A sticker designed by local art collective Tell Your Children of their group name, has found its way, uncredited, into an artwork by renowned British contemporary art duo Gilbert & George.
The work, part of the duo's ongoing solo show Utopian Pictures at the gallery Arndt in Gillman Barracks, depicts figures of masked men with a message that reads "These toilet facilities are on occasions cleaned by male and female cleaning staff", and features the graphic text, "Tell your children", along its borders. The work is also titled Tell Your Children.
A public Facebook post reporting Gilbert & George's appropriation of the graphic was published last Thursday by a friend of the one-year-old collective, which specialises in illustration-based design work.
One of the collective's four members Deon Phua told Life! the "Tell your children" graphic used by the duo is a "variation of a graphic we had done for an event last year". The graphic was modified slightly by the London-based duo by colouring in one of its elements, but otherwise was used as it is.
The 23-year-old said that they were "initially unhappy at what seemed to be a blatant rip-off from the Internet".
When Mr Phua contacted the gallery for an explanation, it said that the artists, both in their 70s, had stumbled upon a sticker designed by Tell Your Children featuring the graphic image in question in Shoreditch and Bricklane. Phua had left those stickers in the East London neighbourhoods while visiting London a few months back.
Gilbert & George, whose full names are Gilbert Proesch and George Passmore, are known for using stickers and posters pilfered off the street in their work. The photo piece Tell Your Children was created last year, and is on sale at Arndt; prices for the works in the show, which runs till April 5, range from $110,000 to $265,000.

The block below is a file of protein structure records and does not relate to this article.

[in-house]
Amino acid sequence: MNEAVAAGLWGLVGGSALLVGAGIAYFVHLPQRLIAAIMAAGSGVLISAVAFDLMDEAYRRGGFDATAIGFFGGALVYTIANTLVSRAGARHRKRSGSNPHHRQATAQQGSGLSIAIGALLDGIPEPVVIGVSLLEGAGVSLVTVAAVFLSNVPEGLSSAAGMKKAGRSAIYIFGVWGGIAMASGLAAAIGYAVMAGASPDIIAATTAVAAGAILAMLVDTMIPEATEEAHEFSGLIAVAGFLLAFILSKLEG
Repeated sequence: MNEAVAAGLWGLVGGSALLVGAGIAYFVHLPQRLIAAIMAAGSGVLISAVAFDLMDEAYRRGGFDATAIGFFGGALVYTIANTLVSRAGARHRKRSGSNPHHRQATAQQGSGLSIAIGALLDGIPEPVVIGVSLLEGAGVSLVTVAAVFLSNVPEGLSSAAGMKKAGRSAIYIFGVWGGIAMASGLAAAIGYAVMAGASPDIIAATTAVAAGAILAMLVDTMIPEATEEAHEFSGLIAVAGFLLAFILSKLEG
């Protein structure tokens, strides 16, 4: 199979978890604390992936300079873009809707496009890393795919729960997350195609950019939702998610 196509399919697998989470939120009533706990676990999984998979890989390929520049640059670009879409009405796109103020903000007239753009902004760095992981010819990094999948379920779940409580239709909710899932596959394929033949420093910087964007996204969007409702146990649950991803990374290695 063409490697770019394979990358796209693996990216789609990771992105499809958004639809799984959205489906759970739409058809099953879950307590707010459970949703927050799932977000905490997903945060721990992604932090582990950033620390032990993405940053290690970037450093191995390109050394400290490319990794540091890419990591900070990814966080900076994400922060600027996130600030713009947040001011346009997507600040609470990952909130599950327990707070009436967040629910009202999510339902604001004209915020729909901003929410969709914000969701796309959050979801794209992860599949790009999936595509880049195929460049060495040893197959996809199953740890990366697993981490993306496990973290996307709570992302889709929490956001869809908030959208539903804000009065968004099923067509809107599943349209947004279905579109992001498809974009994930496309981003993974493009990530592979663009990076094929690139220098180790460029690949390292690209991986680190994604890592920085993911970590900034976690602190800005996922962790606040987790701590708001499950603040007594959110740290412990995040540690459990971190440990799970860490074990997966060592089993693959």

Though the artists could not be reached for a comment, a gallery spokesman said via e-mail that East London is "the area that Gilbert & George live in and take their entire inspiration from".
"On their walks through the neighborhood, they photographed it and incorporated the photo in their artwork. Thus that sticker inspired Gilbert & George to this artwork and it came around to be exhibited in Singapore," said the spokesman.
Inspired by street culture, the works of Gilbert & George touch on issues of politics, sex and religion. For example, another artwork in the current show incorporates the message, "Please do not use this corner for urinating as this is a sacred place i.e. mosque. Thank you", taken from a handwritten sign the artists found near their home in Spitalfields.
Curators Life! spoke to say that using existing images, messages and even found objects in artworks is a fixure of modern and contemporary art.
This method of appropriation has been used by everyone from Marcel Duchamp in his "readymades" in the early 1900s, which incorporated seemingly ordinary objects such as a stool and a snow shovel in art, to Andy Warhol and his Campbell soup prints of the 1960s featuring row upon row of identikit Campbell soup cans.
At the same time, such appropriation does raise issues of copyright and originality, and artists like Warhol have found themselves in lawsuits from time to time.
"Appropriation is a primary language in contemporary art. It's never really an issue," says Singapore-based curator, lecturer and critic Iola Lenzi.
But Lenzi adds that the more important takeaway of this incident is the fact that an exchange took place between Tell Your Children and Gilbert & George, through the gallery, which adds to the original artwork.
She says: "Appropriation works like quotation in language. The artist borrows the image but by placing it in a new context, creates and says something new."
Perhaps imitation is the best form of flattery. Deputy programming director at the Palais de Tokyo in Paris and former Singapore Art Museum curator Khairuddin Hori believes that Tell Your Children can ultimately choose to view the incident in a positive light.
"They can choose to take it in the right perspective and embrace it - that their artwork and message resonated with exceptional artists such as Gilbert & George," he says.
In his latest statement sent to Life, Phua says that while he understands the artistic practice of Gilbert & George, "the fact that they used someone else's branding without proper research or notice prior doesn't entirely resonate with me".
However, he adds that he is "more amazed at the coincidence. I would never have thought a tiny sticker I stuck around Shoreditch a couple of months ago would have caught their eye and inspired them to create a piece that would eventually land in a Singaporean gallery".